John McGrath - Australia Not Unique In Global Property Boom | McGrath
John McGrath - Australia Not Unique In Global Property Boom

John McGrath - Australia Not Unique In Global Property Boom

John McGrath
John McGrath
17/05/2021 | 3 MIN READ

Whilst the doomsayers will tell you that Australia’s property market is in a frenzy, with house prices growing to unsustainable and unaffordable levels, we’re not the only country experiencing a COVID-inspired boom and we’re nowhere near the top in terms of property price growth. 

Global house prices have been surging since late 2020, with the intense buying activity seen here in Australia replicated all over the world due to historically low interest rates, the search for more space and the vaccine roll-out inspiring rising confidence amongst buyers, sellers and investors.  

In 2020, house prices in Australia rose by an aggregate 3.7%, according to CoreLogic data. They went up 4% in Sydney, 4.6% in Brisbane and 8.5% in Canberra; and fell -2% in Melbourne. Prices have risen strongly in all capital cities so far this year, with growth rates eclipsing 2020 already. 

Compare this to the rest of the world though, and we look tame. The latest report from Global Property Guide shows far greater price growth in the capital cities of many other developed countries last year, led by Auckland in New Zealand at 18.4% and Berlin in Germany at 11.1%. 

Next was Luxembourg City in Luxembourg (10.6%), New York in the U.S. (10.4%), Stockholm in Sweden (10.1%), Vienna in Austria (9.4%), Toronto in Canada (9.4%) and Seoul in South Korea (9.1%). 

The search for more space is a strong driving trend in the global boom. It is led by buyers who can now work from home and are leaving inner cities for outskirt suburbs or regional areas. 

Across Australia, strong competition in outlying areas has led to a slew of suburb records, including in Cecil Hills in Sydney’s north-west ($3.5 million); Keilor Park in Melbourne’s north-west ($1.78 million) and Woorim on Queensland’s Bribie Island ($2.375 million), according to 

Some buyers are retaining their city residences and adopting a ‘digital nomad’ lifestyle by purchasing second homes in lifestyle locations where they can work remotely for months at a time. 

This is a particularly strong trend in the world’s prestige sector. Popular holiday locations such as the Caribbean, the Alps, the Italian Lakes and Aspen have seen an influx of second home buyers who are using funds normally reserved for international holidays to purchase ‘co-primary residences’. 

According to Knight Frank’s 2021 Wealth Report, these second residences are as luxurious as the buyers’ primary homes, with features such as cinema rooms, gyms and A-grade technology. 

The hunt for second homes is not the only trend driving global prestige prices. Countries that have managed the virus well, including Australia, have seen thousands of expats returning. 

Expats typically buy higher end homes and they are competing with locals seeking to upsize because they can’t travel.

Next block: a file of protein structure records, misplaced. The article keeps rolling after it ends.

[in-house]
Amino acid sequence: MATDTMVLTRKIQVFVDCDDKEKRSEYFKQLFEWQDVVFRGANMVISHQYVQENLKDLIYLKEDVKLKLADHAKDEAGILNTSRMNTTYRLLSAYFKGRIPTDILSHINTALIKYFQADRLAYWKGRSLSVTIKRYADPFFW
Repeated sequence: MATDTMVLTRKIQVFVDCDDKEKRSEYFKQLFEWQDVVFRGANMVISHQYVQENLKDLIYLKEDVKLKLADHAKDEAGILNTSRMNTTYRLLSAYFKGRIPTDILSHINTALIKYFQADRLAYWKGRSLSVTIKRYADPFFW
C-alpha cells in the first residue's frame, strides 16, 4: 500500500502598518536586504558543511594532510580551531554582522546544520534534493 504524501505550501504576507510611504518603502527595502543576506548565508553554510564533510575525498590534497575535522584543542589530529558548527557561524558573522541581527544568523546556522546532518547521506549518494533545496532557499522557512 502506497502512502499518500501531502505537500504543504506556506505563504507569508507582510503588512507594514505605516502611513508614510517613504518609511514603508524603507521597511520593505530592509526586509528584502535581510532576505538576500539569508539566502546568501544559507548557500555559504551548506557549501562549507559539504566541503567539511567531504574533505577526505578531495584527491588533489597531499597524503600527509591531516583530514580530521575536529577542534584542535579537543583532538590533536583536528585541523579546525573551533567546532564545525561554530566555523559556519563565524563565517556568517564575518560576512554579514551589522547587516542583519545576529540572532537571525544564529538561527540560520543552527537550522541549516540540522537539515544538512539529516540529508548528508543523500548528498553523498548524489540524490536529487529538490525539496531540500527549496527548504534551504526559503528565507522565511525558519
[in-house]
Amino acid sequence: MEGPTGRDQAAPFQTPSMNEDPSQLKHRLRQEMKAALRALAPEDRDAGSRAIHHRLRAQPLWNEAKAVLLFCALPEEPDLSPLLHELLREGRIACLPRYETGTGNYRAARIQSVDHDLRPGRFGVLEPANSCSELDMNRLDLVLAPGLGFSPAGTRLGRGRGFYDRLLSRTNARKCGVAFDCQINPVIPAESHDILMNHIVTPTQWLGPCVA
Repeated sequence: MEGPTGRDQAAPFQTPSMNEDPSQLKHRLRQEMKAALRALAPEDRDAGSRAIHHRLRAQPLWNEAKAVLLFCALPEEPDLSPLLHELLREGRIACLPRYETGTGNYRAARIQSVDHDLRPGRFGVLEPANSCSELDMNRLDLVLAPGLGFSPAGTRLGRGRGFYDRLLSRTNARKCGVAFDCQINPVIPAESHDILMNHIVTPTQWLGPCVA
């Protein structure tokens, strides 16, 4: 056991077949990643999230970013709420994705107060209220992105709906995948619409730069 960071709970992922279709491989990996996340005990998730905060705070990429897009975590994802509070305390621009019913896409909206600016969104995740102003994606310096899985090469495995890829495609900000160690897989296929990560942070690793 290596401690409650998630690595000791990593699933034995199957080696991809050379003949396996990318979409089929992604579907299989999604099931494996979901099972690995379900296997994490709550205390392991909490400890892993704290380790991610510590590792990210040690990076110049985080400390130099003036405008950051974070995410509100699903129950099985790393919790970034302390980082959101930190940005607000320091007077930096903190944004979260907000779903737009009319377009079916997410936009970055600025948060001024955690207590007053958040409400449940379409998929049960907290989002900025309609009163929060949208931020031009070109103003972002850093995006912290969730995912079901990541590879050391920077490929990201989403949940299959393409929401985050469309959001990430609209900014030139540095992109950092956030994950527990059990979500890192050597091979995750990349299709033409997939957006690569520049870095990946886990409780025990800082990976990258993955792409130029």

Knight Frank’s Q1 2021 Prime Global Cities Index shows prestige home values have surged over the past year by 18.9% in Shenzhen, 16.3% in Shanghai, 16.2% in Guangzhou and 15.2% in Vancouver. 

There was 10-15% growth in Seoul, St Petersburg, Los Angeles, Moscow, Taipei, Miami and Toronto. Meantime, Australia’s best performing prestige markets were Perth up 4.1%, Brisbane up 3.8% and the Gold Coast up 3.5%. 

Returning expats have so far offset the loss of overseas migration to Australia, which is usually our biggest source of population growth. However, it was flagged in last week’s Federal Budget that our international border isn’t likely to re-open until the middle of 2022. This is later than expected. 

Whilst repatriation of Australian citizens will continue, the resumption of overseas migration and tourism will be delayed. This will continue to dampen the capital growth and rental values of inner city apartments, particularly in Sydney and Melbourne where most migrants start their new lives.  

This does provide a longer window of opportunity for first home buyers and investors, with an inevitable bounceback in values once hundreds of thousands of migrants per year come back. 

Elsewhere in the market, the current surge in local demand and property values will no doubt plateau in the near future as the inevitable buyer fatigue calms things down. 

International borders opening up will be the next catalyst for price growth. Australia and New Zealand have proven to be the safest places to live in the world and expats and overseas residents will both seek to secure property as soon as the opportunity presents itself. 

Whilst much of the demand will find its way to higher priced homes, I expect we will see buying across all price ranges.

Traditionally, the vast majority of immigrants investing into Australia have focused on Sydney and Melbourne but due to lifestyle and workplace changes post-COVID, we should see a wider spread of investment, including manor regionals.

To read more about how the Federal Budget will impact property, read our article here


The views expressed in this article are an opinion only and readers should rely on their independent advice in relation to such matters. 


This article originally appeared in The Real Estate Conversation (May 17, 2021)


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